From Janet Jackson's infamous wardrobe malfunction aka Nipple-gate to Lady Gaga's meat dress, when it comes to fashion, these days we're pretty unshockable.
But there's still one trend that has the power to divide designers and spark outrage on the red carpet -- fur.
More than 90% of women here have never worn real fur, according to new statistics. And 64% agree with a Green Party plan to outlaw Ireland's remaining five fur farms -- which hit headlines last September after thousands of farmed mink were released into the wild in Donegal -- by next year.
Fashion's final taboo isn't going anywhere without a fight, though. In fact, from collars to cuffs and capes, the F-word has made a comeback in recent months thanks to the vintage glamour of shows such as Mad Men -- as well as the freezing winter weather. Even the most conscientious stylistas have been rocking the feral look in faux fur.
But would you dare don a trend made famous by Cruella de Vil?
Celebrity style icons are torn on the topic. While animal-loving A-listers Charlize Theron, Pamela Anderson and Beyoncé have all declared their wardrobes fur-free zones, others including Paris Hilton, Jennifer Lopez and Liz Hurley proudly parade around in animal pelts.
Even under the same roof, fur-fan Kim Kardashian and sister Khloe, a PETA spokesmodel, are at war over their respective wardrobes.
"Celebrities are in such a powerful position to influence young people regarding fashion," says Mary-Ann Bartlett of Compassion in World Farming Ireland. "It's great that some celebrities like Natalie Portman choose to promote ethical fashion -- but disappointing that others continue to wear fur just to be controversial on the red carpet.
"If the likes of Kim Kardashian took the time to find out how fur is produced, they'd think twice about wearing it. Personally, when I see a fur coat, all I can see is the suffering behind it."
But even those who think they're being green not mean by choosing faux fur may be inadvertently supporting the trade, she warns.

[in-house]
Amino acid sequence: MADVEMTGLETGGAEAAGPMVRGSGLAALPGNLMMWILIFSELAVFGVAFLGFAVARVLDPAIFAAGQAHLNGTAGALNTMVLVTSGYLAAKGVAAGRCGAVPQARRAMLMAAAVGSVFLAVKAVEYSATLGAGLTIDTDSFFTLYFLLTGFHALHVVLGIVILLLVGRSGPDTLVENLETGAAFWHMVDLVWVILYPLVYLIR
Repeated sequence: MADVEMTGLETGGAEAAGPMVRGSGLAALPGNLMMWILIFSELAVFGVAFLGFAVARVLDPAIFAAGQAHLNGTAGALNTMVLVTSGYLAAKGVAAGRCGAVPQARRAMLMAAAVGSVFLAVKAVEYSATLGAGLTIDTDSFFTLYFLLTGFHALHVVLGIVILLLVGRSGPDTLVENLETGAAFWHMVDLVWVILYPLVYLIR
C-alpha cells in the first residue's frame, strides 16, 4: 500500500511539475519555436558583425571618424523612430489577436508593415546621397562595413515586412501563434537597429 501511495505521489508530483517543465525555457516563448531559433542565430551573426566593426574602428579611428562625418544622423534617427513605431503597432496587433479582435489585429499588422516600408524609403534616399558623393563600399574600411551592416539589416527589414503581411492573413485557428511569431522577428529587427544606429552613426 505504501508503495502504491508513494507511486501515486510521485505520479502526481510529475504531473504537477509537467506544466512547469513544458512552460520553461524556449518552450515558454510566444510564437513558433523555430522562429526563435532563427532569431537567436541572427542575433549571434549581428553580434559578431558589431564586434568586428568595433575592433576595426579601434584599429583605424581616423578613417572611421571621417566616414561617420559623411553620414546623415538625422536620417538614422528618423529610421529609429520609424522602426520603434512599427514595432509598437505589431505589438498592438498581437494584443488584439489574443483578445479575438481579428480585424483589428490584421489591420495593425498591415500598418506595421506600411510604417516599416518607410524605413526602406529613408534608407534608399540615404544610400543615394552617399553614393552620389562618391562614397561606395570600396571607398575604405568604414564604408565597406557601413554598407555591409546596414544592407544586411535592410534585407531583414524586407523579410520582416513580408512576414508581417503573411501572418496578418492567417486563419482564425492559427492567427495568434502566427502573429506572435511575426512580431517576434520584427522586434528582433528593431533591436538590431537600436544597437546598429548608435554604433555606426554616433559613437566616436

"Fur coats are traditionally associated with older women," adds Mary-Ann, "but younger women often accidentally buy garments with a real fur trim on the high street. As a rule of thumb, if it feels like your pet cat -- it's probably real!"
The animal welfare group is lobbying for fur farming to be made illegal here, bringing us in line with Northern Ireland.
However, if the manufacture of fur is actually banned, fashion stores can still import it from even bigger players in the industry such as China and the US.
And whether you're for the trend or against it, it's here to stay, says Ireland's oldest furriers.
"Over Christmas, we were busier than ever," says Liz Barnardo of JM Barnardo Furriers on Grafton St, Dublin. "We have a very loyal clientele -- and contrary to opinion it's not all grannies who don't 'understand' about fur. We get lots of young students from Trinity and women aged 30-50 coming in looking for vintage fur, for instance.
"At the end of the day, it's all about freedom of choice," argues Liz. "It's very easy to attack fur when you think it's only worn by the elite. But while the €20,000 chinchilla coat in the window has the wow factor, we also sell rabbit-fur jackets for around €800 -- over the course of a lifetime, that could well end up being the cheapest thing in your wardrobe.
"We've been here for six generations," adds Liz, "and we'll be here for another six."
"When it comes to fur, for me it's a simple choice between cruelty and kindness. Life for animals reared for their fur is hell. They're kept in cramped, filthy cages and go insane from stress and boredom. Then, they're either gassed, given a lethal injection or electrocuted, as shooting them would ruin the appearance of their fur.